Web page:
Although the economic downturn pummeled new product development in the U.S. nutrition industry last year, the tide may be turning. Wellington Foods, a long-time contract manufacturer of liquid and powder nutritional supplements recently reported to Nutrition Business Journal that the company is seeing a resurgence in new product investment in 2010. “We are optimistic that we will be able to recover from the sales dip we took in 2009 and be back to 2008 levels by the end of the year,” said Tony Harnack II, president of Wellington Foods.
But business isn’t totally back to normal. The recession weeded out those companies that were willing to make riskier investments in faddish products, Harnack noted. As a result, the product categories generating the most interest from supplement marketers are those that will provide the most proven benefits to consumers. “The categories that have great science behind them—such as calcium and vitamin D—are most in demand,” Harnack said.
As the economy slowly improves, companies are also once again willing to develop new products that may have been viewed as more discretionary during the recession—such as liquid energy or nutricosmetic products, Harnack said. Growing consumer interest in liquid and powder form supplements is adding to the growth of Wellington Foods, which is in the process of moving into a new state-of-the-art manufacturing facility in Corona, California.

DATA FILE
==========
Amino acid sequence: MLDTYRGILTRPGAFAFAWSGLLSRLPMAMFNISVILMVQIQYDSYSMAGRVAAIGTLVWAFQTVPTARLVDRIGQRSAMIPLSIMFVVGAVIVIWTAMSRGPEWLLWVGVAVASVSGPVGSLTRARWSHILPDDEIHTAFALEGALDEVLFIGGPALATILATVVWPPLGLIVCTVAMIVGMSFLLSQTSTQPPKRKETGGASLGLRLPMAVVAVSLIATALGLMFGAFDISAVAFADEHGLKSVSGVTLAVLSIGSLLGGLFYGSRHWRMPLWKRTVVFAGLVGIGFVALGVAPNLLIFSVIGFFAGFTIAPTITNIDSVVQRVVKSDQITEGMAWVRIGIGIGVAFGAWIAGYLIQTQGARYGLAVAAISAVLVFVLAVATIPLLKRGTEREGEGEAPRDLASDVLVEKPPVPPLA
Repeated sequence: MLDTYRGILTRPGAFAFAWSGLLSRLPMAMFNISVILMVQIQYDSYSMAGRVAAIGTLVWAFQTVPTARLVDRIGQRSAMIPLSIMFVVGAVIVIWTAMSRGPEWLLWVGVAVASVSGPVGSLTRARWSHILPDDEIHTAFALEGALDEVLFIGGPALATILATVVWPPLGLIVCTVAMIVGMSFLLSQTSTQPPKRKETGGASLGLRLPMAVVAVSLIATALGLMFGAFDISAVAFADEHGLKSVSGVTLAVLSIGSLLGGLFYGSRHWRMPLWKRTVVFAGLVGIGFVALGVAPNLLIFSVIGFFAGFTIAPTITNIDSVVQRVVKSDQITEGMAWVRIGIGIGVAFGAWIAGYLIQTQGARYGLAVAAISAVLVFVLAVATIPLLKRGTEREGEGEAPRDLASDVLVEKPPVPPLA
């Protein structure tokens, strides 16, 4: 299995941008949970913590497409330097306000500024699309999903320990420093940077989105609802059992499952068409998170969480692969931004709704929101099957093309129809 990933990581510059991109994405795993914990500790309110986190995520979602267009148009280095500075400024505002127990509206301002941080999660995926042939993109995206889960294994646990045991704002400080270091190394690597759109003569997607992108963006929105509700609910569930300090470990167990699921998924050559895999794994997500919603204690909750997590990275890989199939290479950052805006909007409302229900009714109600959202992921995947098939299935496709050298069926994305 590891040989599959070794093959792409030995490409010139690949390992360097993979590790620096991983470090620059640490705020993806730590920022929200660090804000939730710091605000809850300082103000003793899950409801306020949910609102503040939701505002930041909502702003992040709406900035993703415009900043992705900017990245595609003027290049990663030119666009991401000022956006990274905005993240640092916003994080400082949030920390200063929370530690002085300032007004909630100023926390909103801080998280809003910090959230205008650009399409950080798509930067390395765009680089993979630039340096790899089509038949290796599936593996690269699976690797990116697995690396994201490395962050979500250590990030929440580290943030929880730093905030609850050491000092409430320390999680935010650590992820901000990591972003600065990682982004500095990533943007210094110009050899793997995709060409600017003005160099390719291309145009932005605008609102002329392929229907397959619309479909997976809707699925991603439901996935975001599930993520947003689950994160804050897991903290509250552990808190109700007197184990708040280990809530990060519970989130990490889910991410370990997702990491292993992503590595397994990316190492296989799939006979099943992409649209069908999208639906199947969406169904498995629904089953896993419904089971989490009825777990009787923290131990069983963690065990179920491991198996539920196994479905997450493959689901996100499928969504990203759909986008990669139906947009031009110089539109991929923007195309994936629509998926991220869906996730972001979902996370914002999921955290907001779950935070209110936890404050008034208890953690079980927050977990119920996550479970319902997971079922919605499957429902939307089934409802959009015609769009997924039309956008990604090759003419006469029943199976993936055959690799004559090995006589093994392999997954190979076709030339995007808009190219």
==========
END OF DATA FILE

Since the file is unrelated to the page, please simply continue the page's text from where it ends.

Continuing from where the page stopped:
Preliminary findings from NBJ’s survey of supplement manufacturers and marketers shows that most companies continue to take a cautious approach to new product development, with the majority of respondents reporting that their plan is to only slightly increase or keep their product development activity the same in 2010 as it was in 2009.
NBJ’s 2010 Nutrition Industry Overview issue will include more from our interview with Wellington Foods, as well as a detailed view into the complete findings from our latest supplement survey. We’ll also publish the opinions of a wide range of nutrition industry leaders on the current state of the economy and what is expected for the second half of 2010. If you would like to weigh in, e-mail your answers to the following three questions to email@example.com by June 21.
• Based on what you are seeing in your business, how do you feel the economy in 2010 is faring versus 2009?
• What specific signs are you seeing in your business that indicate economic recovery is either picking up or stalling?
• How is the economy currently affecting your business today, and what are you expecting for the second half of 2010?
If you are a supplement manufacturer or marketer, please consider taking NBJ's survey. We are using the results of this survey to support research for our annual Nutrition Industry Overview issue, which assesses market performance in 2009 and provides NBJ's forecast for 2010 and beyond. In addition, we will use responses to help update our list of the top 100 supplement wholesalers in the United States. Respondents who complete the survey will receive a summary of the survey results in PowerPoint format.
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